In all realitly, it was never determined whether or not he took PED’s. All that was determined was that proper protocol wasn’t followed in testing the sample from Braun. According to Braun, the sample was taken on October 1st, however wasn’t delivered to FedEx until October 3rd. Proper protocol states that test samples are to be delivered to FedEx the day that they are taken. Braun won his appeal due to the uncertainty of what could’ve been done to the test sample from the time it was taken to the time it was dropped off at FedEx. In Braun’s own words the testing process is “fatally flawed”, and I couldn’t agree more.
Braun having his 50-game suspension lifted is one of the reasons I haven’t posted my blog entry in which I’m going to announce my predictions on how I think each team will do in the upcoming MLB season. Had Braun of been suspended, the Brewers would have had no chance whatsoever to win the NL Central. Now, with Braun back in the line up for the full season, I think they’re going to be real contenders in their division.
At first glance you’d find yourself thinking that the loss of Fielder would hinder the Brewers enough to keep them from defending their title of NL Central winners from 2011. You’d also find yourself thinking that the 2011 World Champion Cardinals would overtake that spot, but with the loss of Albert Pujols, I’d say both teams are about even.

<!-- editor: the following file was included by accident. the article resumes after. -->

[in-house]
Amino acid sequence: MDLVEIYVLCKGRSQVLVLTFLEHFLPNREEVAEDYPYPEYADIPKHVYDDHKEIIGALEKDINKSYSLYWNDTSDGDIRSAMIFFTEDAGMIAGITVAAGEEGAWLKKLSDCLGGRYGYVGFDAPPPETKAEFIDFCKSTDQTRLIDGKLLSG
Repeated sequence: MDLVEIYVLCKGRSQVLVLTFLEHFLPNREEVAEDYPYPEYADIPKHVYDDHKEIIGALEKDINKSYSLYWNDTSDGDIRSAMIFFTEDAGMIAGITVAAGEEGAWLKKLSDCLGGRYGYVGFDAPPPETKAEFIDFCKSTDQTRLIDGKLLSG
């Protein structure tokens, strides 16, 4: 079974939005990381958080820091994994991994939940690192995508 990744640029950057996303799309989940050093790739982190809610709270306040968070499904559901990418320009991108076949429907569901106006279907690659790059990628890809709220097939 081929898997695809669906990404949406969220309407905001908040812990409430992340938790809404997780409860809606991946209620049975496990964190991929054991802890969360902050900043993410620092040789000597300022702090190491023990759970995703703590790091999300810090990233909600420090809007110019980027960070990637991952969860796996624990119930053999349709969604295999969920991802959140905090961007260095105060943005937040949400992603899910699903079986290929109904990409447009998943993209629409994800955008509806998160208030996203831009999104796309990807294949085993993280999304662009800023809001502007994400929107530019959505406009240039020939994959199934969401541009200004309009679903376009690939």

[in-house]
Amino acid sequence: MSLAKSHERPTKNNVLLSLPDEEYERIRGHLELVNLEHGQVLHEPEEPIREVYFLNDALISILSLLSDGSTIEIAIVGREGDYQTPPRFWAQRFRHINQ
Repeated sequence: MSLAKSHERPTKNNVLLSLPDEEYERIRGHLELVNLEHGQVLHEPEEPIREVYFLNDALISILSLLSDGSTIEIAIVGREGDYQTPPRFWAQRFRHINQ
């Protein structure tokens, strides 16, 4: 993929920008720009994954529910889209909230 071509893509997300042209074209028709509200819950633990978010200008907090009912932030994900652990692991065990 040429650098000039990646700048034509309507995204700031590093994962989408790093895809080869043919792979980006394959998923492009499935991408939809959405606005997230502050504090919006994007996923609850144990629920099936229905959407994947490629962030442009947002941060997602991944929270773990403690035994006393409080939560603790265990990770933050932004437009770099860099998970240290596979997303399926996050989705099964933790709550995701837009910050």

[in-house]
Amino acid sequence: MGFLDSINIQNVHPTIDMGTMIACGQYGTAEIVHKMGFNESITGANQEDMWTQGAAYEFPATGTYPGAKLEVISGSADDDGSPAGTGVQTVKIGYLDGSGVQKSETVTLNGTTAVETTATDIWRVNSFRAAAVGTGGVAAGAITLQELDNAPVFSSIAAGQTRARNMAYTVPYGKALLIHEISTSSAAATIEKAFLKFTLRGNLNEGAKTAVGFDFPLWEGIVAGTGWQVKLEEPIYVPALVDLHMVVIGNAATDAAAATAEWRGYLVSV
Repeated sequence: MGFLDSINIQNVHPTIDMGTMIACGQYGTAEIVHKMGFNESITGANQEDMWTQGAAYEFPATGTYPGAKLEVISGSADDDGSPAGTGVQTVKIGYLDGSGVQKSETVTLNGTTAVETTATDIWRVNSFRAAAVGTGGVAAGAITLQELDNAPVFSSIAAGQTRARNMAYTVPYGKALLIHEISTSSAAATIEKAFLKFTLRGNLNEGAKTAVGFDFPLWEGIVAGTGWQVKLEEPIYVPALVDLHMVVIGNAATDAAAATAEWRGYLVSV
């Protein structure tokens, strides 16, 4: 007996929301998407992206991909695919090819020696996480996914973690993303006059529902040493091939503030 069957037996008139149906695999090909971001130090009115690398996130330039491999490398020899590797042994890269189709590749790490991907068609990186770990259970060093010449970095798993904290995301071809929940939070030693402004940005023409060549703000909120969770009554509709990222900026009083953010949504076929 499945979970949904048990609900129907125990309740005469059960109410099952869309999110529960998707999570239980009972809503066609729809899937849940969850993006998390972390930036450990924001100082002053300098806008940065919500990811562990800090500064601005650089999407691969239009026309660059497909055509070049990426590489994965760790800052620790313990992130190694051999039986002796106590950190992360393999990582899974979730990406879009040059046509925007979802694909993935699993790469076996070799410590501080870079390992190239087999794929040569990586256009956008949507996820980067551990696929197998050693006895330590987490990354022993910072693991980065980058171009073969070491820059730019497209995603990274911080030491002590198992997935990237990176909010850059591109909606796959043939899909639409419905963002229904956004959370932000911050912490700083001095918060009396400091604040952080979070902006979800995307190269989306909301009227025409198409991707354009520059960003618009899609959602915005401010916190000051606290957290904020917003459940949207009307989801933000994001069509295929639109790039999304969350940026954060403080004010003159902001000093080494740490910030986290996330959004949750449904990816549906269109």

Pujols and Fielder are similar in the fact that they both make major impacts each and every night. They’re both power sluggers and are the best in the business at driving in runs. Combine the loss of Fielder with the loss of Braun for 50 games, and I could easily see the Brew Crew finishing 3rd or worst in the NL Central division. With Braun however, I think they have a good chance of winning the division for the second straight season. That’s how important Braun is to his team.
In conclusion, whether you agree or disagree with the outcome, what’s done is done. You’ll just have to put up with watching Ryan Braun do his thing for an extra 50 games than everyone thought he’d being appearing in at this time on Thursday.
I sit here still dumbfounded by the deal the Tigers made with Prince Fielder. I mean come on; 214 million over 9 years? That’s a bit much for me, as I would of offered no more than a 5-year deal. There’s too much uncertainty as to whether or not he’ll be the same caliber player he is now, several years down the road. In the short term, I feel the signing of Fielder is great for the Tigers. Add him in with their Ace Justin Verlander, and I feel the Tigers could be a 100 game winning team this year. But that’s this year. The further down the road you go, the older Verlander gets, and the older Fielder gets, and subsequently, the less games the Tigers win. Now you might be saying, “But he’s only 27 years old”; yes, that’s true. Fielder is in the prime of his career, and his contract runs out when he’s only 37 years old, but you can’t tell me that he’ll hit 38 home runs, and drive in 120 like he did last season, for everyone of those years. As you get older, you start to slow down. It’s the way your body works. 9 years is outragious to me.